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Key Preparatory Steps for Lawyers, Consultants and Clients

  1. TABLE OF CONTENTS –When preparing submissions include a detailed Table of Contents of the enclosures numbering the corresponding pages (either in your submission letter or separately including supporting documents) identifying the same pages in your Table of Contents. A litigator and the courts appreciate a well prepared and organized application package. It also ensures when CIC or CBSA vets the file you are in a position to cross check with your own records.
  2. PROVIDE THE FULL FILE – Always provide the litigator with a copy of the entire file, including all opposing disclosure, i.e.: failed refugee claims as the Board is oftentimes using updated disclosure packages, POE notes, which are often helpful in extracting points of contention.
  3. ATIP REQUESTS – Make it a habit to order a fewATIP requests as these are especially helpful in litigation. With files taking years to process this information will be updated so one request may not be sufficient. These allow the applicant an opportunity to know the case to be met before having to wait to review the Respondent’s Memorandum. It takes a great deal of time to receive the ATIP packages and almost always too long to await in preparing an Application Record for Federal Court or Refugee Appeal Division. Sometimes it is best to just order the GCMS in emergency circumstances as these can be produced much faster that the entire file.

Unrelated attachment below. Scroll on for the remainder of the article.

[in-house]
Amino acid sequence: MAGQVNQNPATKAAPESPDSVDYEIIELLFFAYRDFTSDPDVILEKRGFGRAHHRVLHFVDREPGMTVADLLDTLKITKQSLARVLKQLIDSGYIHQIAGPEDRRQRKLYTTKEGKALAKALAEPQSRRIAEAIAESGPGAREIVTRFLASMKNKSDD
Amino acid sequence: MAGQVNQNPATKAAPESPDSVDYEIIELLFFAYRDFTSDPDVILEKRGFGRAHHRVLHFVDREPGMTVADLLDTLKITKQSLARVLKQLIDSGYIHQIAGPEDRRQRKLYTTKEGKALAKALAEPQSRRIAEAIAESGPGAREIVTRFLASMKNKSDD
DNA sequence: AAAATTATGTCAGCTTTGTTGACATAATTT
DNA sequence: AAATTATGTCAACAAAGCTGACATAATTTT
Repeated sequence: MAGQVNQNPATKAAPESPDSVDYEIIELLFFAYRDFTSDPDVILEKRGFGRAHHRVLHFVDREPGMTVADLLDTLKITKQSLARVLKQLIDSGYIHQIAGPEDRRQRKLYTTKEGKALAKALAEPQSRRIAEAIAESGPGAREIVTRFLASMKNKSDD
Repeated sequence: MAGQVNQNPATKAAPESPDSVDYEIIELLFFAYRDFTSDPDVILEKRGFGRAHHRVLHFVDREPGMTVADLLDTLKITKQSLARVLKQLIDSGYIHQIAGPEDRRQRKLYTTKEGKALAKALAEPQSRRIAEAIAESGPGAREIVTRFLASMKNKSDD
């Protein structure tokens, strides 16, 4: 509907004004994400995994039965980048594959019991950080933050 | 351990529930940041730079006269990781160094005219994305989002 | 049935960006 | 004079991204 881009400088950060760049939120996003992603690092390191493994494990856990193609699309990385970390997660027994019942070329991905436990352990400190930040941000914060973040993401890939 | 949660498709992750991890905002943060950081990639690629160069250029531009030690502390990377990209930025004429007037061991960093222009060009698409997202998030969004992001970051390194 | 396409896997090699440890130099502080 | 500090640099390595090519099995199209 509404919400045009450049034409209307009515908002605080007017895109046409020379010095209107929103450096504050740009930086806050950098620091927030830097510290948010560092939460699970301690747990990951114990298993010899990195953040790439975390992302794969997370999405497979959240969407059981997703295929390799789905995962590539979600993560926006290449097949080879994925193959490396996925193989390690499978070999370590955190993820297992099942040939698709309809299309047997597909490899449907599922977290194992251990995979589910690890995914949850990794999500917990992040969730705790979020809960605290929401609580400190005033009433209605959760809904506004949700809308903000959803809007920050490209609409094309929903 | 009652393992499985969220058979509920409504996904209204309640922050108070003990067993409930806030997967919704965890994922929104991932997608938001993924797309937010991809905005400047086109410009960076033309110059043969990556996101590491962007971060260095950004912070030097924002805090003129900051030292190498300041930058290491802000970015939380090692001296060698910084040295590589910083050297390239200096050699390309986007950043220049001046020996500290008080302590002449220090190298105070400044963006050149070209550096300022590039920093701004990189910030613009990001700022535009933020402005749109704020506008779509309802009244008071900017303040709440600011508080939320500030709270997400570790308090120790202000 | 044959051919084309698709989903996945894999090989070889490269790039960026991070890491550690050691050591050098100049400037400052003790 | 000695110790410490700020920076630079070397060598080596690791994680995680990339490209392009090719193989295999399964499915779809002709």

4. DOCKETING FILE – Always follow up any conversations with the Embassy, CIC Office or the Board with letters confirming conversations as it has often been the case where officers indicate they did not receive calls, etc or make the alleged statement. These will make it in to the file and be available in the ATIP request as well.
  5. INTERVIEWS – Always request in person interviews if an officer is making credibility assessments.
  6. CASE LAW – Look to case law for ‘language’ utilized by the Courts.
  7. REASONS – Always request full written reasons of the decision maker within your submission.
  8. MANAGE EXPECTATIONS –Although not anticipated or desirable, you must have the conversation with your client regarding a potential refusal before a refusal. It at least provides a frame of reference for the client in the case of a negative decision.
  9. RECONSIDERATION REQUESTS – Although requests for reconsiderations are often ignored or not considered on refusals, they are not ALWAYS ignored and can save your client the cost of litigation -although unlikely, still worth the letter.
  10. KEEP CURRENT – Know the latest case law in the area you are dealing with to ensure you have the latest interpretation of the law as it affects your client.

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